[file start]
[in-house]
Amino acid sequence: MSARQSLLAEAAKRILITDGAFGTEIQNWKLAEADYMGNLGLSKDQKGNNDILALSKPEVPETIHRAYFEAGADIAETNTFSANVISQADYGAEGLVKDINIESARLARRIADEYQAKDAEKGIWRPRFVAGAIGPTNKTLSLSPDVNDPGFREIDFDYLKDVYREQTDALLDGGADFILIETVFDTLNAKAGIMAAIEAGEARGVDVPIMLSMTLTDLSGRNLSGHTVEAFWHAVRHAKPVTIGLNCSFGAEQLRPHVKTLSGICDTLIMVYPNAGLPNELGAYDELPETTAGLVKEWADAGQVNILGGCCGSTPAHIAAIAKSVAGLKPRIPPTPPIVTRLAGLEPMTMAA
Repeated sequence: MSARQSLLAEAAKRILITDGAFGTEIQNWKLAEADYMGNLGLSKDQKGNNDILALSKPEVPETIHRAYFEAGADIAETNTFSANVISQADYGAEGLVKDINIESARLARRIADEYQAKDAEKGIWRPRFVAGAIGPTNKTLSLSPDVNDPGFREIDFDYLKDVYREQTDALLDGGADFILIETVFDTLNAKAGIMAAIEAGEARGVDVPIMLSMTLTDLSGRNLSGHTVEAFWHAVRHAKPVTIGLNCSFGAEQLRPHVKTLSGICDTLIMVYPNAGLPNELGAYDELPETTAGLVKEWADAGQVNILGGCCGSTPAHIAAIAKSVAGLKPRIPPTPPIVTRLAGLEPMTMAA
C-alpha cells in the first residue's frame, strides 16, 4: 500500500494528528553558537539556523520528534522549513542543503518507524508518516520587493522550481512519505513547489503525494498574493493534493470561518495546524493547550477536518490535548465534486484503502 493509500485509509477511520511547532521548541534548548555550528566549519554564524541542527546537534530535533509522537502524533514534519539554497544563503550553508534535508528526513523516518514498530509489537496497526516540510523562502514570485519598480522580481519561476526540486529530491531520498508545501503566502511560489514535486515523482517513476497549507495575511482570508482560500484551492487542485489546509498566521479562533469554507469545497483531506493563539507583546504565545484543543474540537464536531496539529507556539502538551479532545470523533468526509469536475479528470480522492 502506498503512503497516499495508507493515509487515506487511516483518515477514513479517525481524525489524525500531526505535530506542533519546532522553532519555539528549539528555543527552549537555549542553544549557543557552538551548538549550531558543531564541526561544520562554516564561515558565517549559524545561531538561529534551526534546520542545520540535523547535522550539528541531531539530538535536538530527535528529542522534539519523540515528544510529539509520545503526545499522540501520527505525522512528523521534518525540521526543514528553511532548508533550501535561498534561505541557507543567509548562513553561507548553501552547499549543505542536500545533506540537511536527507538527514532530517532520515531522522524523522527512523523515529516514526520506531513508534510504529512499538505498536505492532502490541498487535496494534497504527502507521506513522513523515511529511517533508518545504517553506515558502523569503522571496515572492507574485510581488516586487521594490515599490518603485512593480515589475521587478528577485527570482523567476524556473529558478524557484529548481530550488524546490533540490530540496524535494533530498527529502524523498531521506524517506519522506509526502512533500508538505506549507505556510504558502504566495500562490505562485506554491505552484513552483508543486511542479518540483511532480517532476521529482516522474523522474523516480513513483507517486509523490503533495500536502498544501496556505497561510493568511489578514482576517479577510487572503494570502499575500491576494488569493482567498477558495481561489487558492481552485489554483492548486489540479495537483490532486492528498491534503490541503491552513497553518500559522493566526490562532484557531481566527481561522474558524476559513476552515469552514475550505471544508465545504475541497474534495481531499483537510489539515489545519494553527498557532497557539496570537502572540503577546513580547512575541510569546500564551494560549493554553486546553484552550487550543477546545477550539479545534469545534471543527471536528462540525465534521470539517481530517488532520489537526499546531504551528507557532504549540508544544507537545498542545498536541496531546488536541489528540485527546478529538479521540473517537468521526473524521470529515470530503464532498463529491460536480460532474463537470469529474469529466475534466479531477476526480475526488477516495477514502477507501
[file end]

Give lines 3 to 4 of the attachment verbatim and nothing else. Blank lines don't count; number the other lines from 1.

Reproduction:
Repeated sequence: MSARQSLLAEAAKRILITDGAFGTEIQNWKLAEADYMGNLGLSKDQKGNNDILALSKPEVPETIHRAYFEAGADIAETNTFSANVISQADYGAEGLVKDINIESARLARRIADEYQAKDAEKGIWRPRFVAGAIGPTNKTLSLSPDVNDPGFREIDFDYLKDVYREQTDALLDGGADFILIETVFDTLNAKAGIMAAIEAGEARGVDVPIMLSMTLTDLSGRNLSGHTVEAFWHAVRHAKPVTIGLNCSFGAEQLRPHVKTLSGICDTLIMVYPNAGLPNELGAYDELPETTAGLVKEWADAGQVNILGGCCGSTPAHIAAIAKSVAGLKPRIPPTPPIVTRLAGLEPMTMAA
C-alpha cells in the first residue's frame, strides 16, 4: 500500500494528528553558537539556523520528534522549513542543503518507524508518516520587493522550481512519505513547489503525494498574493493534493470561518495546524493547550477536518490535548465534486484503502 493509500485509509477511520511547532521548541534548548555550528566549519554564524541542527546537534530535533509522537502524533514534519539554497544563503550553508534535508528526513523516518514498530509489537496497526516540510523562502514570485519598480522580481519561476526540486529530491531520498508545501503566502511560489514535486515523482517513476497549507495575511482570508482560500484551492487542485489546509498566521479562533469554507469545497483531506493563539507583546504565545484543543474540537464536531496539529507556539502538551479532545470523533468526509469536475479528470480522492 502506498503512503497516499495508507493515509487515506487511516483518515477514513479517525481524525489524525500531526505535530506542533519546532522553532519555539528549539528555543527552549537555549542553544549557543557552538551548538549550531558543531564541526561544520562554516564561515558565517549559524545561531538561529534551526534546520542545520540535523547535522550539528541531531539530538535536538530527535528529542522534539519523540515528544510529539509520545503526545499522540501520527505525522512528523521534518525540521526543514528553511532548508533550501535561498534561505541557507543567509548562513553561507548553501552547499549543505542536500545533506540537511536527507538527514532530517532520515531522522524523522527512523523515529516514526520506531513508534510504529512499538505498536505492532502490541498487535496494534497504527502507521506513522513523515511529511517533508518545504517553506515558502523569503522571496515572492507574485510581488516586487521594490515599490518603485512593480515589475521587478528577485527570482523567476524556473529558478524557484529548481530550488524546490533540490530540496524535494533530498527529502524523498531521506524517506519522506509526502512533500508538505506549507505556510504558502504566495500562490505562485506554491505552484513552483508543486511542479518540483511532480517532476521529482516522474523522474523516480513513483507517486509523490503533495500536502498544501496556505497561510493568511489578514482576517479577510487572503494570502499575500491576494488569493482567498477558495481561489487558492481552485489554483492548486489540479495537483490532486492528498491534503490541503491552513497553518500559522493566526490562532484557531481566527481561522474558524476559513476552515469552514475550505471544508465545504475541497474534495481531499483537510489539515489545519494553527498557532497557539496570537502572540503577546513580547512575541510569546500564551494560549493554553486546553484552550487550543477546545477550539479545534469545534471543527471536528462540525465534521470539517481530517488532520489537526499546531504551528507557532504549540508544544507537545498542545498536541496531546488536541489528540485527546478529538479521540473517537468521526473524521470529515470530503464532498463529491460536480460532474463537470469529474469529466475534466479531477476526480475526488477516495477514502477507501